The NRA Political Victory Fund is going all in for Thom Tillis. It’s backing the Republican state House speaker with a $1.4 million ad campaign that seeks to help him unseat Democratic U.S. Sen. Kay Hagan.
For a candidate who is a woman and a Democrat, the big hug for Tillis by a national gun group that supports virtually no controls on handguns and assault weapons should be good news. Women voters, who support Hagan by a wide margin, generally favor more gun restrictions. So do Democrats. Yet the Hagan camp’s response to the NRA ads is to tout the senator’s pro-gun record.
Hagan’s campaign put out a statement saying the pro-Tillis ad “completely ignores Kay’s strong support of the Second Amendment.” The statement cited several examples of bills she has supported that would lessen gun restrictions in some cases.
Hagan’s wariness of being cast as anti-gun is understandable. For one, she has staked out a position as a defender of the Second Amendment since she first ran for Senate in 2008. Her website said then: “Responsible gun ownership is not only part of the fabric of my state, but it is also a fundamental constitutional right. I pledge to continue to protect their rights when I am in the U.S. Senate.”
And there’s another reason: Hagan can count votes. When the Elon University Poll asked 419 registered voters in 2013 what would reduce violent crime more, a ban on guns or more law-abiding people with guns, the results were overwhelming. Sixty-two percent favored more law-abiding people with guns, 25 percent supported a ban and 13 percent didn’t know or refused to answer.
The pro-gun illusion
It would appear there’s no political gain to be had in going against guns in any way in North Carolina. But that’s not really the case. Other questions in the poll showed clear majorities in support of limits. Ninety-two percent favored criminal background checks for gun buyers at gun shows and in private sales. Eighty-six percent favored stronger enforcement of existing gun laws. Sixty-two percent favored a ban on high-capacity ammunition magazines. Nearly 60 percent favored a ban on Internet ammunition sales and a ban on assault-style weapons.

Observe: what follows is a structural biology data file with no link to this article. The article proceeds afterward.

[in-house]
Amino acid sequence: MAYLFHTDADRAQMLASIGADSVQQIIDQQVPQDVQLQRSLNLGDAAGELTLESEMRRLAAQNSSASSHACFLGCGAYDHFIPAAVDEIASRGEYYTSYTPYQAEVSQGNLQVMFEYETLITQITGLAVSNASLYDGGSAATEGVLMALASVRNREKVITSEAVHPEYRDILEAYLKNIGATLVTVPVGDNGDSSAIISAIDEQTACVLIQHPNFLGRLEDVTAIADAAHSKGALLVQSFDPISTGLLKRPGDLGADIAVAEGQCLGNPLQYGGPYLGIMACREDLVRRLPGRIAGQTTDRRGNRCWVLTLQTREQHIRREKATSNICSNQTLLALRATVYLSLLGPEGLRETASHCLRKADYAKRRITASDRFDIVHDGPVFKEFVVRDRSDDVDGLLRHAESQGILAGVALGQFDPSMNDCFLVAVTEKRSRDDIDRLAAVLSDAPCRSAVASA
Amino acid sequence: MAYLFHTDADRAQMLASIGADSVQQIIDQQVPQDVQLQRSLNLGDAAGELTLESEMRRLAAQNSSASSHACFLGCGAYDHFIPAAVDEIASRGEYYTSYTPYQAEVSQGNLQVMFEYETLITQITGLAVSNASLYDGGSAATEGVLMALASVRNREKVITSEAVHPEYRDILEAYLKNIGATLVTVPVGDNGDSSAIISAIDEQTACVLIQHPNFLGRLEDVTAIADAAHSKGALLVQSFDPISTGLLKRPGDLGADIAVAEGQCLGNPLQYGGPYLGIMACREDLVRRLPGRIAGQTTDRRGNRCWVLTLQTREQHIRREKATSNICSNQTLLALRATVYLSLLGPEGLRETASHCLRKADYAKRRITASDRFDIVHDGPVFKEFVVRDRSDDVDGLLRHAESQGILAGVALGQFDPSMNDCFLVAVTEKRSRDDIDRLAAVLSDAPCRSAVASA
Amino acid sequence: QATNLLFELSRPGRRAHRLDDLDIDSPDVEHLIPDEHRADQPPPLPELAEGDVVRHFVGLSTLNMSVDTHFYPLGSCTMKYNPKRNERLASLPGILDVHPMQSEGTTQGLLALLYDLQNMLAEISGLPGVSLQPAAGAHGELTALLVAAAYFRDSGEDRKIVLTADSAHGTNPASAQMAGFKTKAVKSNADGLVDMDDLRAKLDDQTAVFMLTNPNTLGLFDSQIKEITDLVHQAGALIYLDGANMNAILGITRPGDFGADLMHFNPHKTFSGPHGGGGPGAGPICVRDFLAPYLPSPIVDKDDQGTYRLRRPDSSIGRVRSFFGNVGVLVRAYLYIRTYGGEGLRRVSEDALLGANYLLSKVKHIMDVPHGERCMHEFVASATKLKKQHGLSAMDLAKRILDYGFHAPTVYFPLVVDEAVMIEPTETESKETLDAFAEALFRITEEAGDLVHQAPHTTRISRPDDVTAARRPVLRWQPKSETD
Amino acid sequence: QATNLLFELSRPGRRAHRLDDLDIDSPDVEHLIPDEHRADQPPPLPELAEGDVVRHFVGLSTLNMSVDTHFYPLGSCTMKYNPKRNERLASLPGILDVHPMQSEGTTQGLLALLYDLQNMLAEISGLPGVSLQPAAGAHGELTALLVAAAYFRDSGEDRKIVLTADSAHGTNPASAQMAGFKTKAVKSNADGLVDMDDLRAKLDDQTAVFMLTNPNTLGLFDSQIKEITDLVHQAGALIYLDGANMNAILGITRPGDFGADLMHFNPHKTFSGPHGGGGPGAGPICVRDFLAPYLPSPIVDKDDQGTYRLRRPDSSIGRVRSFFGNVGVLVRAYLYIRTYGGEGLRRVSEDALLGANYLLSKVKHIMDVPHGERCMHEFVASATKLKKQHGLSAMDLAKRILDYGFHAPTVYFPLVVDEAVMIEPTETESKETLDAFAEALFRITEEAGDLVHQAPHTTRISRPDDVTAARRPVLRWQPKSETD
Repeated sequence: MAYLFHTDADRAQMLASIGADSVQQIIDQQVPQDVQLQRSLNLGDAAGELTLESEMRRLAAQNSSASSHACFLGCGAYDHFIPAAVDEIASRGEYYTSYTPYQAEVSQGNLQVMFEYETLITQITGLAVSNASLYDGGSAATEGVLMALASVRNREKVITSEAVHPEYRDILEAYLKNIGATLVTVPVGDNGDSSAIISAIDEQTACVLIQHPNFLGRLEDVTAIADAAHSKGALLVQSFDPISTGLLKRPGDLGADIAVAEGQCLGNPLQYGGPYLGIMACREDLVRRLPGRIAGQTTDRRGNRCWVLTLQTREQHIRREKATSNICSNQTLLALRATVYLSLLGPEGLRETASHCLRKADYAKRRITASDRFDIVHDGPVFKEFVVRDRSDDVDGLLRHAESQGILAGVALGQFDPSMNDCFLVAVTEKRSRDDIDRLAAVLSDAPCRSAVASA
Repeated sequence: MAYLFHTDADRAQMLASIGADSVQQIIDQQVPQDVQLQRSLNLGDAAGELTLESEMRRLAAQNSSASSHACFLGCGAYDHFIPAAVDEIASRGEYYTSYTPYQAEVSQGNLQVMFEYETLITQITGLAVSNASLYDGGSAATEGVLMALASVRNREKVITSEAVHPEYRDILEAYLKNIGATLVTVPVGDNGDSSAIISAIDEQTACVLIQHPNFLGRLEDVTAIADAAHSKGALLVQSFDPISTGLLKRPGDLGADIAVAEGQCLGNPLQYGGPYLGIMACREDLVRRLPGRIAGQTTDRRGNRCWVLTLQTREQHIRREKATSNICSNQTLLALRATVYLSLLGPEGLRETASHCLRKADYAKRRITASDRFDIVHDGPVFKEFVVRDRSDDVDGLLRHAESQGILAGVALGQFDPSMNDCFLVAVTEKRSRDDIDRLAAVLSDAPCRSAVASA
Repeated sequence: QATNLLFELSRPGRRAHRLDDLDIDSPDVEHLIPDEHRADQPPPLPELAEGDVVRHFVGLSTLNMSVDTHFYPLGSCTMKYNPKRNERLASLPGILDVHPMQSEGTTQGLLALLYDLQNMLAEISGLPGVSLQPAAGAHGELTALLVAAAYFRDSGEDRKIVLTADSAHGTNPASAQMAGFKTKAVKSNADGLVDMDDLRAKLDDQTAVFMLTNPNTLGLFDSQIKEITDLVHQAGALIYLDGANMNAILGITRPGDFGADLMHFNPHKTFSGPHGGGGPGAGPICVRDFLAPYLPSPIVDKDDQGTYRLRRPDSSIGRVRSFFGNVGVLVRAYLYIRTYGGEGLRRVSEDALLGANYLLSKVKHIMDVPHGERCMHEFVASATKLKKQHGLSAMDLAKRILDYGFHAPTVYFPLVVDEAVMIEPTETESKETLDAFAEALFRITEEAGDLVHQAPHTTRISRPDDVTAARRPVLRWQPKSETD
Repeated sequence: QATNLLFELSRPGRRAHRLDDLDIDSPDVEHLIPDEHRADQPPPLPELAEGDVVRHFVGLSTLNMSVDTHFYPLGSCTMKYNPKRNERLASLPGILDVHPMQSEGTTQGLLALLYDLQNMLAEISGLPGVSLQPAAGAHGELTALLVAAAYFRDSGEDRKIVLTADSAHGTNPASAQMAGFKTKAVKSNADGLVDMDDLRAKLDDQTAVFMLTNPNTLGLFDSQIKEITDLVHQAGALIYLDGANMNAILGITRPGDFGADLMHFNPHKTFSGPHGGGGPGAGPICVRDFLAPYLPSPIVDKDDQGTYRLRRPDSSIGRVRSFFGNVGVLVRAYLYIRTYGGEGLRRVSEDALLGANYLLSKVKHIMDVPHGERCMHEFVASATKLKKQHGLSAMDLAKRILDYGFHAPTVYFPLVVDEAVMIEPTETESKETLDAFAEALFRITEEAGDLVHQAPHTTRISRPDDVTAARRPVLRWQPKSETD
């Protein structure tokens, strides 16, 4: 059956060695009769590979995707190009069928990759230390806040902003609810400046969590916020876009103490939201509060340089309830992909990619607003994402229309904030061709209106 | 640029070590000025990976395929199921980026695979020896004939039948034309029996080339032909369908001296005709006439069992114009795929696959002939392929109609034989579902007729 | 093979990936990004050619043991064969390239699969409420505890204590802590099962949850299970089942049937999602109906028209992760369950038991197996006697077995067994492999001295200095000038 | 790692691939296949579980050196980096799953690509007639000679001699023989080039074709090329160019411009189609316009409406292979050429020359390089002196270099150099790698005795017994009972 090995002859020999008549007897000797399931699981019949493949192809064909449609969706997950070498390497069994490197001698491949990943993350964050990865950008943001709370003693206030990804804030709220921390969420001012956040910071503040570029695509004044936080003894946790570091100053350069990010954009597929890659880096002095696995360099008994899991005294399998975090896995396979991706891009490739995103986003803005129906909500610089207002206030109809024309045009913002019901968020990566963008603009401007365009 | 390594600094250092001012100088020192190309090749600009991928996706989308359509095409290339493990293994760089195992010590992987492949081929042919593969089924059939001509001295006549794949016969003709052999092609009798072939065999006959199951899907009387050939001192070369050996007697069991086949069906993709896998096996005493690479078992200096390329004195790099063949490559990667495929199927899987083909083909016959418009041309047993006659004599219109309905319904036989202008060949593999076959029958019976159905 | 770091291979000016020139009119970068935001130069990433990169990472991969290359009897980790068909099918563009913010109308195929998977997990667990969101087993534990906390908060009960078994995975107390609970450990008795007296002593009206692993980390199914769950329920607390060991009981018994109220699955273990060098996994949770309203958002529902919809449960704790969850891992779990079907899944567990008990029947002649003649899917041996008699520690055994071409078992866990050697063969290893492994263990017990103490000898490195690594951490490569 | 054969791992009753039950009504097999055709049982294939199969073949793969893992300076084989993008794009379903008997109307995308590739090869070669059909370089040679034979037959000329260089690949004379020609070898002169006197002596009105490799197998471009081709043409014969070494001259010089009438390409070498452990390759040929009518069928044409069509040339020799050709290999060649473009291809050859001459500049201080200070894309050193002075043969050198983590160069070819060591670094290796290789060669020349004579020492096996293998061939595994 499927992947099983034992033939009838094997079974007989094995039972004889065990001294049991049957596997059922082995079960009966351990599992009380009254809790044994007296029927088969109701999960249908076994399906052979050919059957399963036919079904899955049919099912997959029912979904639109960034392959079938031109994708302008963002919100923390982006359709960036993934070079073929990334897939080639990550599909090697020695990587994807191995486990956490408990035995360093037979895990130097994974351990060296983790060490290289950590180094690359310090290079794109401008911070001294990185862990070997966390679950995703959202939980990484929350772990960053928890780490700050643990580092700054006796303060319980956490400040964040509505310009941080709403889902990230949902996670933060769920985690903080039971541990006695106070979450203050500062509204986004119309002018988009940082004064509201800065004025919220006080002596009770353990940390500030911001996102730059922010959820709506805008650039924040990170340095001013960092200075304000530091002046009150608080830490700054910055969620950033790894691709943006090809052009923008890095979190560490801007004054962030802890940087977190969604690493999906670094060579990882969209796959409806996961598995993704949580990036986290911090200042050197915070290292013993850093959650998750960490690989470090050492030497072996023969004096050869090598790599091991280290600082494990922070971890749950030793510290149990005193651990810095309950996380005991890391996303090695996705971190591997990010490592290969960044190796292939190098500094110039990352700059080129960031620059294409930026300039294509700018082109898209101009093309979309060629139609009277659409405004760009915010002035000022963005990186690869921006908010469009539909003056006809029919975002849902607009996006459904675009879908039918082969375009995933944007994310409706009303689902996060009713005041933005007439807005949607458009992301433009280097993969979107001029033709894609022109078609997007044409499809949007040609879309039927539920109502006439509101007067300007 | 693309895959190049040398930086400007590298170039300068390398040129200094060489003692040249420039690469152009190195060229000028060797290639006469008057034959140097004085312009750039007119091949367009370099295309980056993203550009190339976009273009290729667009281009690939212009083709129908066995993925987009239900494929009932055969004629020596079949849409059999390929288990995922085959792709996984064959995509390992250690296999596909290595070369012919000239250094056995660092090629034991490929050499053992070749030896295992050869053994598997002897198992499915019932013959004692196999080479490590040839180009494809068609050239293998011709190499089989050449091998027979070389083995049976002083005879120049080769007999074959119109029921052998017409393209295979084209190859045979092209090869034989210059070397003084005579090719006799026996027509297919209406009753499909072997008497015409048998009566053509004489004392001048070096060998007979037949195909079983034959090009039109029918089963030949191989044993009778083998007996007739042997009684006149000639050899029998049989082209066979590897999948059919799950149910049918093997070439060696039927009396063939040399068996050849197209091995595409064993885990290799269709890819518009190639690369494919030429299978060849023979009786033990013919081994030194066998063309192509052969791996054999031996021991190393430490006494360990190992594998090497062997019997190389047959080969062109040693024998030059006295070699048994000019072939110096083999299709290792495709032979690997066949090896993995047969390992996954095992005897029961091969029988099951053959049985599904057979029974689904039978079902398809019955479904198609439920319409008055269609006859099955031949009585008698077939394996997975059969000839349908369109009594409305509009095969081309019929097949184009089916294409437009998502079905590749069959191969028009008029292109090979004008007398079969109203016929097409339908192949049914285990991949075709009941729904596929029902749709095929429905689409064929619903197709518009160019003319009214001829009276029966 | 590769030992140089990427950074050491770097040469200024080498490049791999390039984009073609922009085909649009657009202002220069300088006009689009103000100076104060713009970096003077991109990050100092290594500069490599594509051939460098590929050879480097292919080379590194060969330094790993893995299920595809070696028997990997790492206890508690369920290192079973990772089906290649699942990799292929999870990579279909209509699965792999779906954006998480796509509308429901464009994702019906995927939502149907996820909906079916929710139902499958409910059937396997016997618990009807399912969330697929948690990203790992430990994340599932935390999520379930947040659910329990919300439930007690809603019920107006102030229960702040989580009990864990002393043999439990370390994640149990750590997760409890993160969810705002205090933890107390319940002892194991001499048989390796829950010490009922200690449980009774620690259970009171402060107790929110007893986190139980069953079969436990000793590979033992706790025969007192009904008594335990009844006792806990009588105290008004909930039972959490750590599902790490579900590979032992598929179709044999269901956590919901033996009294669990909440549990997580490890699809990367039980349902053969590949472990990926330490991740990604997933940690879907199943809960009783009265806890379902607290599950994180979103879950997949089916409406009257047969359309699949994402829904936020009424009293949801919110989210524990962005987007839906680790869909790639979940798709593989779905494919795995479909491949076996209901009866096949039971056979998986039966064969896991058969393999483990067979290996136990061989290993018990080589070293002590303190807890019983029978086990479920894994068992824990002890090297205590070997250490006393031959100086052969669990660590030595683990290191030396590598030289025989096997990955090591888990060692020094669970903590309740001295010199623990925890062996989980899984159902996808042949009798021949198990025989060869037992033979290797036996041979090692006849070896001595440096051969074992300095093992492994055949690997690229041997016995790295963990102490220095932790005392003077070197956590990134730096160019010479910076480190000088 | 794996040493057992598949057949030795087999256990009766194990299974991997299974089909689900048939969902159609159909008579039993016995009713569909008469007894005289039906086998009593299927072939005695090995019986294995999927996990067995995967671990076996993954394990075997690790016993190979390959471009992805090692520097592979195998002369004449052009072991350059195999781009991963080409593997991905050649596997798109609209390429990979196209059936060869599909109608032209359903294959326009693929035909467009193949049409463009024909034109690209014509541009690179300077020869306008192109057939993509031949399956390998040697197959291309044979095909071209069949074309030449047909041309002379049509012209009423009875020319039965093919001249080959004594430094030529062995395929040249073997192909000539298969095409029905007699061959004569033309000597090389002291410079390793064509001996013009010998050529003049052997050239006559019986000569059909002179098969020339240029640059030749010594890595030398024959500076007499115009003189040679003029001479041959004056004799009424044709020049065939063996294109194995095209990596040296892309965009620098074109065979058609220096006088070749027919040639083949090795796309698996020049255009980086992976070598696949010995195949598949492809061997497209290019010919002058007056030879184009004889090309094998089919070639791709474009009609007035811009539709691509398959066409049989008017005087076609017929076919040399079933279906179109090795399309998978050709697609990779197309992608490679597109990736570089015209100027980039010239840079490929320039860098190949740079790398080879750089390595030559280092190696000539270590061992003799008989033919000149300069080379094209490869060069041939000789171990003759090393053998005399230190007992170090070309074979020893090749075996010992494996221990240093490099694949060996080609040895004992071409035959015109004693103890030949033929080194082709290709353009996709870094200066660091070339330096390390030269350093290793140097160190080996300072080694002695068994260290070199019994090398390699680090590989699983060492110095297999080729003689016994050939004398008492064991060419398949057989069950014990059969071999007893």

Hagan has tried to stake out a “moderate” position on guns as a “red state” senator. But the truth is that the current state of gun laws is wildly immoderate, allowing for a radical freedom of access to handguns, assault weapons and endless rounds of ammunition. A moderate, on the gun issue, must be in favor of moving the laws back toward sensible limits. Secondly, North Carolina is not a red state, and politicians shouldn’t be cowed into thinking that this crucial issue is one they should avoid or, worse, one on which they should pander to the NRA .
Gun mayhem continues
In recent days, a man in Florida with a criminal history fatally shot his daughter and six grandchildren. A man fired from a UPS package center in Alabama returned and killed two employees and himself. A mentally unstable intruder who made his way into the White House was found to have 800 rounds of ammunition in his car. In Fayetteville, a man with a handgun was arrested for three separate shootings in one night. In Greensboro, there were three unrelated fatal shootings in two days.
Gun violence is a chronic problem in the nation and in North Carolina. If Tillis wants to be glorified by the NRA as a senator who will do nothing about it, that’s his choice. But many voters in North Carolina, indeed a majority on some aspects of gun regulation, want a senator who is committed to standing up to the distortion and demagoguery of the NRA and will stand with those who want to do something to decrease gun violence.